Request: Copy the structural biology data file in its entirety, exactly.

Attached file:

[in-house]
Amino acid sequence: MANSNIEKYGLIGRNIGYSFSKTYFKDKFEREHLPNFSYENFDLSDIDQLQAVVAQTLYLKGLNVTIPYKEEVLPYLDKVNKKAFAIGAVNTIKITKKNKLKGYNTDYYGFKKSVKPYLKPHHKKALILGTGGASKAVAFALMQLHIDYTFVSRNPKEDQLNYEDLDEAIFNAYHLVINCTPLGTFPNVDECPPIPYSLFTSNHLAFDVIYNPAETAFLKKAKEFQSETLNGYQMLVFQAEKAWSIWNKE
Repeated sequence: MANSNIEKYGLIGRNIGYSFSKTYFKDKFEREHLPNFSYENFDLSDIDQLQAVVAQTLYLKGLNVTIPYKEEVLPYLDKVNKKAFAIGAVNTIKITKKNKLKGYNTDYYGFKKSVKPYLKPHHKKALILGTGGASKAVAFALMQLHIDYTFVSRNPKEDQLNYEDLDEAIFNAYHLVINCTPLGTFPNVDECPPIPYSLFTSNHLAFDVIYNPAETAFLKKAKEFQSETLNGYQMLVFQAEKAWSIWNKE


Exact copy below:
[in-house]
Amino acid sequence: MANSNIEKYGLIGRNIGYSFSKTYFKDKFEREHLPNFSYENFDLSDIDQLQAVVAQTLYLKGLNVTIPYKEEVLPYLDKVNKKAFAIGAVNTIKITKKNKLKGYNTDYYGFKKSVKPYLKPHHKKALILGTGGASKAVAFALMQLHIDYTFVSRNPKEDQLNYEDLDEAIFNAYHLVINCTPLGTFPNVDECPPIPYSLFTSNHLAFDVIYNPAETAFLKKAKEFQSETLNGYQMLVFQAEKAWSIWNKE
Repeated sequence: MANSNIEKYGLIGRNIGYSFSKTYFKDKFEREHLPNFSYENFDLSDIDQLQAVVAQTLYLKGLNVTIPYKEEVLPYLDKVNKKAFAIGAVNTIKITKKNKLKGYNTDYYGFKKSVKPYLKPHHKKALILGTGGASKAVAFALMQLHIDYTFVSRNPKEDQLNYEDLDEAIFNAYHLVINCTPLGTFPNVDECPPIPYSLFTSNHLAFDVIYNPAETAFLKKAKEFQSETLNGYQMLVFQAEKAWSIWNKE